From the testimony of Aloise Dudkovski, 22 March 1965, submitted to the Department of the Righteous Among the Nations

There was an order for all men and women to present themselves, and I, together with a group of Polish immigrants from Krakow went to work for his firm. As time passed we saw what was happening to the Jews and were terrified. Our primary attitude to him was fear and suspicion, like to all Germans. But when the persecutions intensified, and they hanged a Jew, he showed that he was a different person altogether and began helping the Jews.

Working in the technical department of the firm, I realized that it was receiving large orders. I feared that we would not be able to fulfill the orders, despite our long working hours. I turned to Graebe drew his attention to the large number of orders and even warned that he would not be able to meet the demand. After we had exchanged words he took me to his room and revealed his intention. The increase in orders would have to be matched with laborers. Since there were no Poles in the area, he would receive Jews who would be saved from being put in the ghetto or their deportation to Germany or concentration camps.

The firm was building warehouses for the Railway Company, workshops and station buildings.

He asked me to keep the information secret so that no one would know. He transferred me from the technical department top the construction department that was under the murdering Nazi Max Schmale, so that he would have control over the supply of workers.

Several hundred Jews worked in these projects….When there were no more Jews for our center, he opened branches of the firm in Rowno, Dubno and other places for the same purpose. The branches were losing money, because they had not been created for economic reasons. He often told me that he had to travel to the Company headquarters in Solingen in Germany to give explanations.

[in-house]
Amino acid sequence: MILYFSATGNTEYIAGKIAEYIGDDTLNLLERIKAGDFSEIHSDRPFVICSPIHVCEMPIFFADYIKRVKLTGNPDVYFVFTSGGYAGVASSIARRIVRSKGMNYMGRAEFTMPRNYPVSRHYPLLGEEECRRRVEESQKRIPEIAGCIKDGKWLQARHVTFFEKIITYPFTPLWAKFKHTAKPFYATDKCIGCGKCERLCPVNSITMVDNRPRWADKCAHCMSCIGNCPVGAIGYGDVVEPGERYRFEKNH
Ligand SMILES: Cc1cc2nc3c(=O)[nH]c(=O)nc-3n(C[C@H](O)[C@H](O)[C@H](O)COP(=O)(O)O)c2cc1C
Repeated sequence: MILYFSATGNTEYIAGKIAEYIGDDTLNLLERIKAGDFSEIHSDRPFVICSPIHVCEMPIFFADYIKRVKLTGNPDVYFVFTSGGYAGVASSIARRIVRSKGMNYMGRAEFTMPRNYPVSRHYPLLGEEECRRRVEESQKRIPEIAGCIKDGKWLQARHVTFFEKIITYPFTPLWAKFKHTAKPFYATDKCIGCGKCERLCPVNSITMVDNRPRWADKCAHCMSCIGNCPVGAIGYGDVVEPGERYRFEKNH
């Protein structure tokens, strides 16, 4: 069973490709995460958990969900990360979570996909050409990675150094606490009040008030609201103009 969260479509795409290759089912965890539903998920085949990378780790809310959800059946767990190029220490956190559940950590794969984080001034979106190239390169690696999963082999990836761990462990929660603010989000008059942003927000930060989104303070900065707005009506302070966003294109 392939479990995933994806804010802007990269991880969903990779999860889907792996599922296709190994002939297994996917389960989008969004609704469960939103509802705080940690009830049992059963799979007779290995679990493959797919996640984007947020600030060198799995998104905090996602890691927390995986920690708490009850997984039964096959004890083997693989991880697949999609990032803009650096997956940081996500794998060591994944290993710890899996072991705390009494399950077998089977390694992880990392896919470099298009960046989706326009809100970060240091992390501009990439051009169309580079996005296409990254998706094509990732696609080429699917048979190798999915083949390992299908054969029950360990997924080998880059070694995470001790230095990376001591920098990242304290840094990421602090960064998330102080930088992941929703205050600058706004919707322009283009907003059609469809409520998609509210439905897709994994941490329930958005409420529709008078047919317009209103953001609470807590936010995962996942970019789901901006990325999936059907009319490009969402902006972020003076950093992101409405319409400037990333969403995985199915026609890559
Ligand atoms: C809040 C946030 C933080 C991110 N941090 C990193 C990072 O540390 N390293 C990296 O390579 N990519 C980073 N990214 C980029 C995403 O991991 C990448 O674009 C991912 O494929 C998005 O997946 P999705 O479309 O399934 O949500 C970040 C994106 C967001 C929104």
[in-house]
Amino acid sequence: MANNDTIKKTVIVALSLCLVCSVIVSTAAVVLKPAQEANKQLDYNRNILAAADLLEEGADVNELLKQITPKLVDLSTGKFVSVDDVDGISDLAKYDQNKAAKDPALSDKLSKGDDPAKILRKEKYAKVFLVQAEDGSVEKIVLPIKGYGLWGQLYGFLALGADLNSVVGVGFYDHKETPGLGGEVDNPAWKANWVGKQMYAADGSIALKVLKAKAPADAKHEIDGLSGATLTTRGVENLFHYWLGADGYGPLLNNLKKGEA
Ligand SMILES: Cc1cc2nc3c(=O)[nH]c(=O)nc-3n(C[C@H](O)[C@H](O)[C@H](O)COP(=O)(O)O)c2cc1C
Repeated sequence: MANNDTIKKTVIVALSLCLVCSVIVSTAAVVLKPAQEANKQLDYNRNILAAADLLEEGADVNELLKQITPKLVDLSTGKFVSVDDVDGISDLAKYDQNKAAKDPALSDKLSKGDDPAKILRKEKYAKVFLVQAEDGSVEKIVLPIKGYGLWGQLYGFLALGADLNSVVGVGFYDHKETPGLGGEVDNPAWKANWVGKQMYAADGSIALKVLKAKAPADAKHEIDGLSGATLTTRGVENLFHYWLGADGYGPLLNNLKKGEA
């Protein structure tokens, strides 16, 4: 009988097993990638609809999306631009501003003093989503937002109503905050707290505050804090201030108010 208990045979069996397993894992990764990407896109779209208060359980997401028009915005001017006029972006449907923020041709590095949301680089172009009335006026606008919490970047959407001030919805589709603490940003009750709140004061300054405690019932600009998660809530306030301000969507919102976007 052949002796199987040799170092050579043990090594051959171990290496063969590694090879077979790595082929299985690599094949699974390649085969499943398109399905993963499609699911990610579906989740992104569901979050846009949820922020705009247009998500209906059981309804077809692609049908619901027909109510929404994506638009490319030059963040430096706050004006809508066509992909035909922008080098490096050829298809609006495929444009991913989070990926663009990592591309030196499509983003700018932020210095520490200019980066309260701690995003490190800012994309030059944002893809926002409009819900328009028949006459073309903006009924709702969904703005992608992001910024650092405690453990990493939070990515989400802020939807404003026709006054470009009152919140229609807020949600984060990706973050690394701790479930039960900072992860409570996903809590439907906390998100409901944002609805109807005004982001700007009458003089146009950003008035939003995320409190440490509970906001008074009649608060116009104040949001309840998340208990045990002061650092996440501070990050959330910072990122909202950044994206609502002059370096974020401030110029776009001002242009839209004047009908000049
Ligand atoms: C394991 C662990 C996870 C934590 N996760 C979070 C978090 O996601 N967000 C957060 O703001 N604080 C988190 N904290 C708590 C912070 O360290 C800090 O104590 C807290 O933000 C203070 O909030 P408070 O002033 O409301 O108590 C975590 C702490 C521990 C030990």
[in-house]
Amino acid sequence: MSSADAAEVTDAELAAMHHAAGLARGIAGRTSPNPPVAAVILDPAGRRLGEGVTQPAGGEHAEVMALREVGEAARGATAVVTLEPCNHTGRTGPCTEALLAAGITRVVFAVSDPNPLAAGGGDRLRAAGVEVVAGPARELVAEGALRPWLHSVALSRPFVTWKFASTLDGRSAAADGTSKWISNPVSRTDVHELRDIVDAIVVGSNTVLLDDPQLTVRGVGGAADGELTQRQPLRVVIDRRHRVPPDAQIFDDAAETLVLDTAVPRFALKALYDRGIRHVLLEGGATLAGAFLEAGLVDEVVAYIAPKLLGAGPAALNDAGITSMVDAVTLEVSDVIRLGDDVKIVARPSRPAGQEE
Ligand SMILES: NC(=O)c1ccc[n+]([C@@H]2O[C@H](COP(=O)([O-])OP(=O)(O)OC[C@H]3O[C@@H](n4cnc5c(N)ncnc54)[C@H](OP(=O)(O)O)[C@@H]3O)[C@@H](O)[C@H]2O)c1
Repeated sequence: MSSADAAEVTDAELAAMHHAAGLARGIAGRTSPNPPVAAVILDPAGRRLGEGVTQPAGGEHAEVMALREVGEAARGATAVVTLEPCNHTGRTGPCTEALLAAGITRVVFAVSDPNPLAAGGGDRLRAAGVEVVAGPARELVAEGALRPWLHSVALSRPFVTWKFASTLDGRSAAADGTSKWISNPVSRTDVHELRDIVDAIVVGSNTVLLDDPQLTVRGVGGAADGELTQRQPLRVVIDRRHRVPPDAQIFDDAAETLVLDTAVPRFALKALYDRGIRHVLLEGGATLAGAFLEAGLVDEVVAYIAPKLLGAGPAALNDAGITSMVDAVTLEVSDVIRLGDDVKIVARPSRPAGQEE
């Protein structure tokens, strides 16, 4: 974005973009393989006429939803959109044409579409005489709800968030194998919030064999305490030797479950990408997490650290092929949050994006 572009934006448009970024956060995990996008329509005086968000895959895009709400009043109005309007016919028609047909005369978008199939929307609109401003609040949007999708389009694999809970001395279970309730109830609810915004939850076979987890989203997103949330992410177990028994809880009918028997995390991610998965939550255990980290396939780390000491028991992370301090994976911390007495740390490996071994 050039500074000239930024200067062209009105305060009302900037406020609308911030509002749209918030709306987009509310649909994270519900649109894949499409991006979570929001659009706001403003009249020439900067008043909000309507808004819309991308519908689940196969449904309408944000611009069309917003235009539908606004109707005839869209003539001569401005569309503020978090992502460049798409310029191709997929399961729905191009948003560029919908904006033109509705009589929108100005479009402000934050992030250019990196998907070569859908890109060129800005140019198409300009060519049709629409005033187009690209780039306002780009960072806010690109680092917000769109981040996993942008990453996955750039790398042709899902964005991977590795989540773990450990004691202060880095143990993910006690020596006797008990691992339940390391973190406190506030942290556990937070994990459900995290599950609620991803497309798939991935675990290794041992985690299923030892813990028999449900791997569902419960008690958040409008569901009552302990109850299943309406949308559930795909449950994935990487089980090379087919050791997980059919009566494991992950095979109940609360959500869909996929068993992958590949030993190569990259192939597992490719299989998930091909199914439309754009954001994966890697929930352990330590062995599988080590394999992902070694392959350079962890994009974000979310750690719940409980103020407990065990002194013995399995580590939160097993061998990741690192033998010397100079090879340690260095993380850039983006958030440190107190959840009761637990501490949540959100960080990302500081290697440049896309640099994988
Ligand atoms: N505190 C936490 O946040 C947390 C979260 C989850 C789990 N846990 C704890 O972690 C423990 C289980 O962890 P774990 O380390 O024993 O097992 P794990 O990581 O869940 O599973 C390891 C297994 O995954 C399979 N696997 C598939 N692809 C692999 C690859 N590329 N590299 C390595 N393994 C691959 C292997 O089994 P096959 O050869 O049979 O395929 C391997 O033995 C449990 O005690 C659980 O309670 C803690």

In 1942 they began liquidating the Rovno Ghetto….He went there and on arrival found out that the military governor had already given the order to concentrate the Jews. Because of the contribution of his company to the war effort he was permitted to take 75 Jews for work….When he got back he told me: "first we have to save them, and then we will see what we can do with them." We employed them as workers.

Shortly afterwards they began to establish the ghetto in Zdolbunov, and the people had to escape. He therefore opened a branch in Poltava, and sent them to work there….Had it been discovered that he was transferring Jews in his vehicle, they would have killed him….He would visit Poltava and buy food, medicine and clothes with his own money….

He felt the eternal shame that the Nazis had brought onto the German people. And always said that his rescue operations were an attempt to right – even slightly – the wrong that was being caused to the murdered people and to the German people.  He saved not only Jews, but also Poles. He was not a religious man, His motivation was humanitarian. What a great man.